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Partnering Against Terrorism: Summary of a Workshop Panel II:   Best Practice Examples of Public-Private Partnerships Moderator: Arden Bement, National Institute of Standards and Technology   38      SEMATECH: Assessing the Contribution Kenneth Flamm, University of Texas at Austin   41      Partnering for Progress: The Advanced Technology Program Maryann Feldman, Johns Hopkins University   48      University Research and the Market: The Carnegie Mellon Experience Christina Gabriel, Carnegie Mellon University   51      Discussant: Michael Borrus, The Petkevich Group, LLC   60 Panel III:   Partnerships Against Bioterrorism Moderator: Larry Kerr, Department of Homeland Security   66      Partnering for Vaccines: The NIAID Perspective Carol Heilman, National Institute of Allergy and Infectious Diseases   67      Partnering for Counter Measures: The Private Research Perspective Gail Cassell, Lilly Research Laboratories, Eli Lilly & Company   75      Discussant: Kathy Behrens, RS Investment Management   80 Panel IV:   Partnering for National Security Moderator: William B. Bonvillian, Office of Senator Lieberman   87      Overcoming Information Overload Anne K. Altman, IBM Corporation   91      New Technologies for New Threats Ronald M. Sega, Department of Defense   95      Security Challenges in an Open Economy Steve Flynn, Council on Foreign Relations   101

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Partnering Against Terrorism: Summary of a Workshop Panel V:   Roundtable on Partnering for National Missions: Defense, Health and Energy Moderator: Patrick Windham, Windham Consulting   109      Christina Gabriel, Carnegie Mellon University          William Spencer, International SEMATECH          William Bonvillian, Office of Senator Lieberman          James Turner, House Science Committee         Closing Remarks Gordon Moore, Intel Corporation   114 III.   APPENDIXES     A.   Biographies of Speakers   117 B.   Participants List   132 C.   Bibliography   138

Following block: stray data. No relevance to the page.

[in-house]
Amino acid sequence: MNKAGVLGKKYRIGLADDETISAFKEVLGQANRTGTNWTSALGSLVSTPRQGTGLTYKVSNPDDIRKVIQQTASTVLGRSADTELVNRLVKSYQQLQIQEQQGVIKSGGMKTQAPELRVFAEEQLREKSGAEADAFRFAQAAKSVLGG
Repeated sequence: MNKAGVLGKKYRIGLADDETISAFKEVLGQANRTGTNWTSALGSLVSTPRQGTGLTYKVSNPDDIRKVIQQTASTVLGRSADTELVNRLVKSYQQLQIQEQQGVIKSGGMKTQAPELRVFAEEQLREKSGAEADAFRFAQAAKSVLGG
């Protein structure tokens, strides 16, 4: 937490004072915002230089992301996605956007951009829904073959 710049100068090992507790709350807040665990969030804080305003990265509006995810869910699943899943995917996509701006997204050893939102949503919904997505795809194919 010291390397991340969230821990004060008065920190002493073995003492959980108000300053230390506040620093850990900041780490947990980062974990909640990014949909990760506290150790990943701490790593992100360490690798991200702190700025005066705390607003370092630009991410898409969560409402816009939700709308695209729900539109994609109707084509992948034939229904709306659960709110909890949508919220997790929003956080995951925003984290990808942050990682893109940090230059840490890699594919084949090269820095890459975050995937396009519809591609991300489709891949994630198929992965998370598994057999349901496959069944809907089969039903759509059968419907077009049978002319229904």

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Partnering Against Terrorism: Summary of a Workshop Preface The National Academies has sought to bring the nation’s great strength in science and technology to bear on protecting the United States against terrorism. In a major 2002 report, Making the Nation Safer: The Role of Science and Technology in Countering Terrorism, the National Academies characterized the range of threats to the nation’s security and identified research agendas to strengthen areas of vulnerability. It also outlined policies needed to strengthen the government’s ability to draw on the nation’s capacities in science and technology for combating terrorism. Specifically, it noted that effective public-private partnerships must occur for the government and private sector to work together to enhance homeland security.1 In recent years public-private partnerships have played an increased role in developing new technologies both in the United States and abroad. To further our understanding of the motivations, operations, and policy challenges associated with public-private partnerships, the National Research Council’s Board on Science, Technology, and Economic Policy (STEP) launched in 1998 a major review of U.S. and foreign programs. This program-based analysis was led by Gordon Moore, Chairman Emeritus of Intel, and Bill Spencer, Chairman Emeritus of International SEMATECH. It was carried out by a distinguished multidisciplinary Steering Committee that included members from academia, high-technology industries, venture capital firms, and the realm of public policy. The Committee’s analysis—which included a significant (though necessarily limited) portion of the variety of cooperative activity that takes place between the government and 1   See National Research Council, Making the Nation Safer: The Role of Science and Technology in Countering Terrorism, Lewis M. Branscomb and Richard D. Klausner, eds., Washington, D.C.: The National Academies Press, 2002.